There's always something interesting to see at my friend's house! One week it was a show bird, a dove. Another it was a long horned steer. This week she spotted a mammoth moth. Pretty isn't it!
Polyphemus moths leave their cocoons in the afternoon in early May. Neither the male or female adult moths eat; in fact, they don't even have mouthparts! As soon as she has fully emerged and rested (later that night), the female begins releasing a type of scent calle "pheremones." Male moths detect the scent from far away and come to mate with her.
it is part of the giant Silk Moth family. Species detail--
Adults emerge from their cocoons in the late afternoon, and mating occurs the same day from late evening to early morning. Females lay eggs that evening, singly or in groups of 2 or 3 on leaves of the host plant. Newly-hatched caterpillars eat their eggshells, and caterpillars of all ages are solitary. Older caterpillars eat an entire leaf and then cut the leaf petiole at the base so it falls to the ground, perhaps a defensive measure to eliminate signs of feeding.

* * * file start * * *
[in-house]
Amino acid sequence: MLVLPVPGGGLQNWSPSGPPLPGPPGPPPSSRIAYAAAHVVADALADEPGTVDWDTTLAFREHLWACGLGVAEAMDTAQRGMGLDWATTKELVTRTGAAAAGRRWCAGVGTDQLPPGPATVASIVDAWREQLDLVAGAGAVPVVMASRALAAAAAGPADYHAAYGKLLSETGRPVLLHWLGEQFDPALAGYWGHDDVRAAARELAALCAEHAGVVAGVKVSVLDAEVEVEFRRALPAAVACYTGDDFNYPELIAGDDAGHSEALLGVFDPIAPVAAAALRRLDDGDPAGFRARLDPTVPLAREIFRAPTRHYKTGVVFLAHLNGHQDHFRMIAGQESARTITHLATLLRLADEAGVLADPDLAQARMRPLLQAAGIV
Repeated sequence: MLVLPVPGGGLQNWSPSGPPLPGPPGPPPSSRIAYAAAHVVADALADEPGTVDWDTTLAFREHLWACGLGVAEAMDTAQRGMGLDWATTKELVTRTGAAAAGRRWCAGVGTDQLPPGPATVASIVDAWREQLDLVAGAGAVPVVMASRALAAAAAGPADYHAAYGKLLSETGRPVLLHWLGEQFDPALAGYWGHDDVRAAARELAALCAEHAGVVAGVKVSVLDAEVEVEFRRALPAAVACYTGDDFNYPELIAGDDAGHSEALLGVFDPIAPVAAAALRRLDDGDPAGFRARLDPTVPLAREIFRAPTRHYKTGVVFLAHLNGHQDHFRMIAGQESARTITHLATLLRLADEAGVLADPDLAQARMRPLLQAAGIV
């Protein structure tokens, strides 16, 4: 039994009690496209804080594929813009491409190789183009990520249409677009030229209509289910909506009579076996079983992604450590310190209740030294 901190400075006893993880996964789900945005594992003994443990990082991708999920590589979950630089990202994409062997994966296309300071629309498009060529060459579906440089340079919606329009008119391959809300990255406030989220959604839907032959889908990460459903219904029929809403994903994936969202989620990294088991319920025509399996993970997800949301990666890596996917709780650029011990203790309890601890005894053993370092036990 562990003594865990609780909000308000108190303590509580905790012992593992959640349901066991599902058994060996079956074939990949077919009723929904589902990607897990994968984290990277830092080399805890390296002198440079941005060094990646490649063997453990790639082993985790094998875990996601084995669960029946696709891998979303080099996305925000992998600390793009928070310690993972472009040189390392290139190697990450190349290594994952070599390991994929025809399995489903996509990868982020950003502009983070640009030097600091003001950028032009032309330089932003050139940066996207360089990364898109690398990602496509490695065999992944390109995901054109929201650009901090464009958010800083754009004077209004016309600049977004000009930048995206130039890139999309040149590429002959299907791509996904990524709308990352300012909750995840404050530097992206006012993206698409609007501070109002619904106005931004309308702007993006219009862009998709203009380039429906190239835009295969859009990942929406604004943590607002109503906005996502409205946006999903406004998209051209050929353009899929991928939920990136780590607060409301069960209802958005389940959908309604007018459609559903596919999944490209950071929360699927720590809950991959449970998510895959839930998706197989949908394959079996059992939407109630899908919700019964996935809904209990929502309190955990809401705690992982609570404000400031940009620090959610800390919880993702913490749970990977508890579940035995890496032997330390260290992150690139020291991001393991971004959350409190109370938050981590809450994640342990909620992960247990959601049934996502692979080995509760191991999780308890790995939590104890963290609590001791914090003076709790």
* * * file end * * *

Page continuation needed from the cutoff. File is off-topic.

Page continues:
NatureServe Global Status
G5 - Demonstrably secure globally, though it may be quite rare in parts of its range, especially at the periphery. See attached range picture.
One brood in the north from May-July, two broods in the Ohio Valley and southward from April-May and from July-August, two broods in the California Sierra Nevada, several broods throughout most of the year in Florida, Texas, and Louisiana.
3 15/16 - 5 7/8 inches (10 - 15 cm).
Caterpillar hosts: A wide variety of trees and shrubs including oak (Quercus), willow (Salix), maple (Acer), and birch (Betula) Adult food: Adults do not feed.
sources here and here. Photo credit Elizabeth Prata